In a budget " cleanup bill" they adopted before adjourning two weeks ago, state legislators effectively plunked about $1 billion worth of rum soaked cherries on what was already a massive New York style cheesecake of fiscal excess.
Excluding federal aid but including bonded capital projects that the Legislature insisted on shifting "off budget" - state spending in the current fiscal year is now on track to reach $80 billion.
As the chart shows, this portion of the state budget financed solely by taxes, fees and borrowing controlled in Albany will be up 40 percent in George Pataki's final four year term as governor. The 2006 07 state funds growth rate of 15 percent will be larger than any comparable spending hike adopted under Mario Cuomo. And the budget is on track to grow by at least 10 percent more in the first two years of the next governor's term.
Pataki surely will be blamed by his successor for the coming hangover, but the costly wrap-up to his 12 year tenure isn't all the fault of the lame duck governor. In April, he vetoed $2.1 billion in line item additions to his budget proposal, which had called for a generous 7 percent spending hike.
But legislators in both parties promptly thumbed their noses at him, restoring $600 million through veto overrides. That left Pataki contesting $1.5 billion in spending on "constitutional" grounds. Then, in the legislative session's final days, Pataki was simply outmaneuvered on one big ticket issue (state funded property tax rebates) and caved on another (Medicaid cost containment).
The result is not a pretty picture for whoever succeeds Pataki.
New York state's population has begun to decline again, and its economy is creating new jobs at well below the national pace. Yet, even after adjusting for inflation, the state's budget is now growing at the fastest rate since the heyday of Gov. Nelson Rockefeller in the early 1970s.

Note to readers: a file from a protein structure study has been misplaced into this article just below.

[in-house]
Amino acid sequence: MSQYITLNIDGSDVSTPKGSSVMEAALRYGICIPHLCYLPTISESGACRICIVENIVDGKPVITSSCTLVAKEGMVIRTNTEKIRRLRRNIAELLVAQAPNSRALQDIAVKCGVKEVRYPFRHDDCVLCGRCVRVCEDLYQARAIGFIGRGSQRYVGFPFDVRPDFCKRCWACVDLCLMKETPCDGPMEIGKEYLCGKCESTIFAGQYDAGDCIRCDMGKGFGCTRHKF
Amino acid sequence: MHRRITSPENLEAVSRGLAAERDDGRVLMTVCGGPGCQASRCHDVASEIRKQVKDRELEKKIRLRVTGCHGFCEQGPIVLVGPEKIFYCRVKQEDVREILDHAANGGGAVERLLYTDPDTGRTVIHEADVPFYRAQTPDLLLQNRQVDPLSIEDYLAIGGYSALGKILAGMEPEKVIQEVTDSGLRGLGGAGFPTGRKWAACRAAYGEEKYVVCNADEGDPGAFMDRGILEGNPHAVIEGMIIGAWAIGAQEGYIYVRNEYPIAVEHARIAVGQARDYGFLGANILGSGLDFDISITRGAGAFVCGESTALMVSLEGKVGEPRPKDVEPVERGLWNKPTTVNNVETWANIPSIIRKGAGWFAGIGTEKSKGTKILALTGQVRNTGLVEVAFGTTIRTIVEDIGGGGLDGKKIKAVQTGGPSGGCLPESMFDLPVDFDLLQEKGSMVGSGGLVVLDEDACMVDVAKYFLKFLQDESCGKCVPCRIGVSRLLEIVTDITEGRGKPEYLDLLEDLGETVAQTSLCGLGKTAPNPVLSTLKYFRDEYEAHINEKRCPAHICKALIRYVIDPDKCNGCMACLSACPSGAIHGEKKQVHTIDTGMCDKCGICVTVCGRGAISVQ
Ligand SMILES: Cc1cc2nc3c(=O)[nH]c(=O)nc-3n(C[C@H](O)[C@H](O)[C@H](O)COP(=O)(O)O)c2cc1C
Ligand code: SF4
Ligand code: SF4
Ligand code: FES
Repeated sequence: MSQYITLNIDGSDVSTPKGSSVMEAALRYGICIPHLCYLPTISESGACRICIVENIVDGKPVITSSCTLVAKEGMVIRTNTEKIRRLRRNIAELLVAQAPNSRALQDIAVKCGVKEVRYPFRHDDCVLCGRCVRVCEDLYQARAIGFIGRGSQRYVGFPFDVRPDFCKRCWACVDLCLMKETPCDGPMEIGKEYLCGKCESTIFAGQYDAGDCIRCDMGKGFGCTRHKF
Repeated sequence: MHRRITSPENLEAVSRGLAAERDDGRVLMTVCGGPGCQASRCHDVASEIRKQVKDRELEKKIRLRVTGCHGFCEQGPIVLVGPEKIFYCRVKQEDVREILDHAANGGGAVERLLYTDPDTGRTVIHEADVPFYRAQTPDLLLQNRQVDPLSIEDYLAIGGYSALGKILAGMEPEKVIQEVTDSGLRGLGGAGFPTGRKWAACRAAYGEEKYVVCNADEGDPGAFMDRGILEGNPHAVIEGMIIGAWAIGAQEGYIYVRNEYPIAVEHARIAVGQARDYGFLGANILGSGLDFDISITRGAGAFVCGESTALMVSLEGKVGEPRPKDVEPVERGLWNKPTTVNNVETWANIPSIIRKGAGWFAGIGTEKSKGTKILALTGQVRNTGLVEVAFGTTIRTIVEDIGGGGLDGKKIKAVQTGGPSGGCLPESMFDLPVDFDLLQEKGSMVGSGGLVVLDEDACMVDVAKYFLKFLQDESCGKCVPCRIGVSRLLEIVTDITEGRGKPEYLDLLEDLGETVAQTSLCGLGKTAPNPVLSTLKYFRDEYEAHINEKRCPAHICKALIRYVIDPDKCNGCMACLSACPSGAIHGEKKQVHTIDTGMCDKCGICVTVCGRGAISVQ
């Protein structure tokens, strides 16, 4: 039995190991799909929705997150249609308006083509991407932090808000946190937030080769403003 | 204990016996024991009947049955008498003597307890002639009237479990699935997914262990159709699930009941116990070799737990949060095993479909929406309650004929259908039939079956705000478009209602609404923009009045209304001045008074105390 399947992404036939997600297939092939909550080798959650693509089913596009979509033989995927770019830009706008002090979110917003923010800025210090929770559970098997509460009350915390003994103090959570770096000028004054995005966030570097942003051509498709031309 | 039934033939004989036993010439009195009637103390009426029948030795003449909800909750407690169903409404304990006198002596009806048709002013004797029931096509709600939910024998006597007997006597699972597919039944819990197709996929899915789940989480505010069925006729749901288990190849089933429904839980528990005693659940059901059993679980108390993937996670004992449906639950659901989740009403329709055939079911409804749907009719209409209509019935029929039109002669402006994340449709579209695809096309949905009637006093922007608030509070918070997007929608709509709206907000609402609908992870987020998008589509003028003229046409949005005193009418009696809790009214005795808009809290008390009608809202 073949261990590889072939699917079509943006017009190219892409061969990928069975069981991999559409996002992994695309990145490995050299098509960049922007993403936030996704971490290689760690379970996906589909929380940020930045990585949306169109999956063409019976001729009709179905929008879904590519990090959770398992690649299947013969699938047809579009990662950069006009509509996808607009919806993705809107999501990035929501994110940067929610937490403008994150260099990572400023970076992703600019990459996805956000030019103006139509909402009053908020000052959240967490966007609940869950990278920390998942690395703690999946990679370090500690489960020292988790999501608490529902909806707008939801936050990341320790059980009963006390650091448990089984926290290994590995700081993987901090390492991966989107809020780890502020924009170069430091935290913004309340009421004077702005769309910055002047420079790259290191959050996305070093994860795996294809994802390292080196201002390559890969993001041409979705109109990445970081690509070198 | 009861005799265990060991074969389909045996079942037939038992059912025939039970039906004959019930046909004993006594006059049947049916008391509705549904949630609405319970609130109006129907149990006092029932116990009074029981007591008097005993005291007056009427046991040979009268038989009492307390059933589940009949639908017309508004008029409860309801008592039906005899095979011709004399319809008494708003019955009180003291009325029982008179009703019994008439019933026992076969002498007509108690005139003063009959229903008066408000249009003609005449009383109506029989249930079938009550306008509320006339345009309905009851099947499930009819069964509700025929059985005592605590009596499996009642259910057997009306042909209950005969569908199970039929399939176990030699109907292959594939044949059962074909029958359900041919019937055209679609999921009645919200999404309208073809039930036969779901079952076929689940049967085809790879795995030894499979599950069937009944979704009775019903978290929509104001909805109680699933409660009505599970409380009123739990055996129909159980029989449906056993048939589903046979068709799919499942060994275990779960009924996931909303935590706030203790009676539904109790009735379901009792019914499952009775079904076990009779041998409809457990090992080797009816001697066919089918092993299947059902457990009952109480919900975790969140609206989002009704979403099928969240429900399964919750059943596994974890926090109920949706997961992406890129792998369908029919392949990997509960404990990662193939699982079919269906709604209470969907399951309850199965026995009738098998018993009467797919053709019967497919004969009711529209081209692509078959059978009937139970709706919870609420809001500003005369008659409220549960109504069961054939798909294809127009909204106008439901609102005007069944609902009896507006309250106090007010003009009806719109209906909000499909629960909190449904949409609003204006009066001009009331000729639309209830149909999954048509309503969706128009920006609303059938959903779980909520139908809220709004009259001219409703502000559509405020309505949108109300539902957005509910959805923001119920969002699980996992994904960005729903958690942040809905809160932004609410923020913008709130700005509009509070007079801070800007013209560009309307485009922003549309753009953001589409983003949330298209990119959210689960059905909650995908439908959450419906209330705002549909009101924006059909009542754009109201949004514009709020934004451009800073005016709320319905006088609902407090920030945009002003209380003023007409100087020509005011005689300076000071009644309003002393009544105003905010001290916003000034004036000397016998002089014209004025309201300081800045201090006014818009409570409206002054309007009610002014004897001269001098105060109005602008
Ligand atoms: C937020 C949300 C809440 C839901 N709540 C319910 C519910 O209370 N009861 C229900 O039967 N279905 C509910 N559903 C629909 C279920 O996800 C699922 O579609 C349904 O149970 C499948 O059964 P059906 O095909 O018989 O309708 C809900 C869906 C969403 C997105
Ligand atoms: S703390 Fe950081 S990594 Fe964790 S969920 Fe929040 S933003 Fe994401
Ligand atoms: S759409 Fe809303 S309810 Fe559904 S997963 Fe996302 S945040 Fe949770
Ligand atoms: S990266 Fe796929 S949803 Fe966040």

The remarkable surge in state spending of the past few years is clearly unsustainable in the long run. It's only been made possible by three factors:
* The Bush tax cuts, which pumped at least $40 billion into New York's economy over the last three years.
* Wall Street' s resurgence encouraged in part by those same federal tax cuts.
* The real estate boom fed by a combination of both preceding factors, plus low interest rates.
The resulting flood of revenues from income and real estate transfer taxes led to a 2005 06 surplus that Pataki pegged at $2 billion.
Legislative leaders claimed the total was actually more than twice as large; whatever the true amount may have been, it has all now been spoken for. A portion has been saved but not nearly enough to close the budget shortfalls projected for the next two fiscal years.
And lawmakers used not a penny of the overflowing treasury to boost the underperforming New York economy with new broad based tax rate cuts this year.
Yes, there's some tax "relief", in the budget but only in the form of property tax rebates, child credits and other "targeted" tax handouts, Nothing to boost business or create jobs.
Out of all that new money they had available, legislators opted to spend $4 for every dollar returned to New Yorkers in tax relief. The lion's share of the new spending will be sucked up by New York's already well funded education sector, including $1.8 billion for various forms of school aid, a other $1.8 billion for state-bonded school construction in New York City and $1.2 billion for colleges and universities.
Added wages and benefits for state workers including retroactive contract awards, will cost $750 million. Spending on Medicaid will be up $1.5 billion (nearly half of which reflects the cost of capping Medicaid outlays paid by counties and New York City).
While official figures won't be released until the end of this month, it looks like the new governor will inherit a budget $4 of between $3 billion and billion for fiscal 2007 08.
On the surface, this pear to be less severe than the $5 billion problem Pataki inherited from Cuomo thanks to the leftover surplus and to some real financial improvements during the current governor's tenure. But the official gap won't include a combined shortfall of at least $2 billion in the "out years" of the Health Care Reform Act.
Short of proposing a huge tax hike which all the gubernatorial candidates are pledged to avoid the next governor simply can't avoid taking on New York's powerful lobby of health care unions, hospitals and other providers, to whom the Capitol now seems virtually mortgaged. And he simply must find a way to win.
"A crisis is a terrible thing to waste," Eliot Spitzer has observed, referring to the state's looming, budget problems. Putting their other differences aside, his Democratic opponent Thomas Suozzi and Republican candidate John Faso would surely agree.
One way or another, the next governor will need to make the Most Of this mess. Whoever wins the next election should start as Hugh Carey did in 1975 by declaring "the days of wine and roses are over."